Immanent Domain 

A Berkeley show examines abstraction's spiritual side.

Modernist abstraction is usually seen in formalist terms — art for art's sake, devoid of outside referents. This idea, tirelessly promulgated after World War II by critic Clement Greenberg, followed the traditional Western preference for the ideal and abstract over the messy and mortal; it also fit nicely into the new secular, suburban consumerist world. By the 1970s, however, such aesthetic purism was seen as patriarchal puritanism by dissident postmodernists. The artist and writer Deborah Koppman (whose essay "Thou Art" critiques PoMo with equal rigor), asked, in Reclaiming the Spiritual in Art: "What if the spiritual were defined in terms of immanence rather than transcendence? What if physicality were seen as embodying spirituality, rather than as being separate from it? What if the divine were believed to be immanent in nature, and if the earth were conceived of as a physical and spiritual being, possessed of intelligence and wisdom?"

Shock of the old! Abstraction began a century ago with utopian motivations, as avant-garde artists sought to create personal yet universal aesthetic religions. Metaphysical Abstraction, a show featuring works by well-known local artists Jamie Brunson, Freddy Chandra, David Ivan Clark, Lori del Mar, David O. Johnson, David King, Keira Kotler, Michelle Mansour, Jenn Shifflet, Hadi Tabtabai, and Alex Zecca, attempts to correct the intellectual and philosophical denaturing of abstraction over the past three generations by expropriating undermanned Formalist-held territory. The show's small catalogue, with essays by art historian Mark Levy, is helpful in explaining context. While curators Brunson and Mansour find formal commonalities in the art — "luminosity and atmosphere, structure, spatial depth, and a sense of location; shifts from microcosmic to macrocosmic scale; formal elements including line and color; layering and repetition; refined surface qualities; and meticulous facture" — they also see the works acting as portals between different realms — as liminal, transitional spaces, or spiritual catalysts.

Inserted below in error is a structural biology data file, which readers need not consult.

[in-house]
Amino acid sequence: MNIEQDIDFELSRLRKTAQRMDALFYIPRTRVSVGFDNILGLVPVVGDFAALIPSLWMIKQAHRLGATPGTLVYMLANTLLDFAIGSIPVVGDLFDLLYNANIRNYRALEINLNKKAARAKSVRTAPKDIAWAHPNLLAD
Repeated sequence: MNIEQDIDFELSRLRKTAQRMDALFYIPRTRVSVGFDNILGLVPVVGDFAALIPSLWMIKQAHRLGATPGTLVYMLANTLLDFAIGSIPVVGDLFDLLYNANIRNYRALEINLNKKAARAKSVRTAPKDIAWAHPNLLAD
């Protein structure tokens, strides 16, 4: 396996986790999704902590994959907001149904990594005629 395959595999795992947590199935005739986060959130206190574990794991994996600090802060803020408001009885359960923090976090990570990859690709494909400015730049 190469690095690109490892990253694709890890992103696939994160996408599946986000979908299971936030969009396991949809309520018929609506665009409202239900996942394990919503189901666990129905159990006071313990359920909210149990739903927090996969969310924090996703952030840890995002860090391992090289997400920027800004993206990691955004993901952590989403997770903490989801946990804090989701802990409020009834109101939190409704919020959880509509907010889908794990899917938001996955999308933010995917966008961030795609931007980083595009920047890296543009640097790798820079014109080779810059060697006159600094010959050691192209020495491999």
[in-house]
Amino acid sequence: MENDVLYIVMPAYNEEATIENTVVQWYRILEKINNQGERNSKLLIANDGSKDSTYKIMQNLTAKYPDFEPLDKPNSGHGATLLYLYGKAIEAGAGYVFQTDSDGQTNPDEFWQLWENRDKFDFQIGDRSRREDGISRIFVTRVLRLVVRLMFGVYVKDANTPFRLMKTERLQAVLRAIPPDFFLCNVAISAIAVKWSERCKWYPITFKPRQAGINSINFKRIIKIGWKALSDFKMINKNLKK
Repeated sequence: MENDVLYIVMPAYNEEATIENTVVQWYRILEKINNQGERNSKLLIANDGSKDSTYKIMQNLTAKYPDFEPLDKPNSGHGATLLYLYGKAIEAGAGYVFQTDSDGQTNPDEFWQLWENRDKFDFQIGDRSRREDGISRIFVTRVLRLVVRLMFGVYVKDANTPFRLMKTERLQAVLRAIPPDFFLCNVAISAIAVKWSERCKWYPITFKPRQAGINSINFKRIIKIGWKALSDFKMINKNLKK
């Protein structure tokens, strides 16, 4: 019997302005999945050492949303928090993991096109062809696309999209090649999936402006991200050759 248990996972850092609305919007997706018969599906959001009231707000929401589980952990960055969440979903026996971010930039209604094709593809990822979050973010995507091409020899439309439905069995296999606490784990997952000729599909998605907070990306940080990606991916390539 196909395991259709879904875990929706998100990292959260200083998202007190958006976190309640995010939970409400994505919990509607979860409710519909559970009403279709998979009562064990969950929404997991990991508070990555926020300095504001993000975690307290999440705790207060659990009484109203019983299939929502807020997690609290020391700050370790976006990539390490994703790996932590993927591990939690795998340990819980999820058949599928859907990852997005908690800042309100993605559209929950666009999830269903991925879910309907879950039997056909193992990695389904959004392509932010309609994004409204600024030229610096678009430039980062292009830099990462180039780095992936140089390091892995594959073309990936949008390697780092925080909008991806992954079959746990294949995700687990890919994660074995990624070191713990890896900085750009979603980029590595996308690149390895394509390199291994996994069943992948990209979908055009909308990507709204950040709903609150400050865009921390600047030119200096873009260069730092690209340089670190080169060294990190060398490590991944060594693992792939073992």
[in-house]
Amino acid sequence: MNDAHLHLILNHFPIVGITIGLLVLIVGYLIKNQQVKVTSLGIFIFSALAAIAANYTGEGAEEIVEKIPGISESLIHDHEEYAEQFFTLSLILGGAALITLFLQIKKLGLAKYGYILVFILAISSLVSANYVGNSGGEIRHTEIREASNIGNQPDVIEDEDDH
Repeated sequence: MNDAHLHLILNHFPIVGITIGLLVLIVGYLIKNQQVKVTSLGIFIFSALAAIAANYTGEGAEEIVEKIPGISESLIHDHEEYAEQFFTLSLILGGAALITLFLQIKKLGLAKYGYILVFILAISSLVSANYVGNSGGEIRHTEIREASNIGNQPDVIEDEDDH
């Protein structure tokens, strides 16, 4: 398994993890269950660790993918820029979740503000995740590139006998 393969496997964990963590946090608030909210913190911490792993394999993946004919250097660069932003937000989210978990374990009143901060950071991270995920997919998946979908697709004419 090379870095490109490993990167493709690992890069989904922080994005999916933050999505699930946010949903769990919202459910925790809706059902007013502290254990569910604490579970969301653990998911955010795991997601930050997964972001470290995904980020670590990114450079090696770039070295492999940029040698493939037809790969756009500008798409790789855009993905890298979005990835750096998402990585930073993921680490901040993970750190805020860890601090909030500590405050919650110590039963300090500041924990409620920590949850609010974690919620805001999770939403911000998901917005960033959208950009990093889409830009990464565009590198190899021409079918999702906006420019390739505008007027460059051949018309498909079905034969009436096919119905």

A few highlights: Brunson's shimmering painting "Weave," its nearly invisible lattice a presence without center or boundary; Clark's landscape paintings on stainless steel, all horizon and sky, emerging from lengthy painting and sanding, deposition and removal; Johnson's minimalist sculptures, Zen paradoxes — heavy concrete cubes surmounted by fragile, luminous handles; King's collages, linking microcosm and macrocosm; Mansour's iconic depiction of interpenetrating matter and energy; Shifflet's dreamlike dawn-of-time pondscapes; Tabatabai's immaculately crafted grids of wood, thread, paint, and wax; and Zecca's colored-ink mandalas. Koppman, again: "To be human means to be embodied; this life, this body, this earth, is in itself sacred." Metaphysical Abstraction runs through November 29 at Berkeley Art Center (1275 Walnut St., Berkeley). 510-644-6893 or


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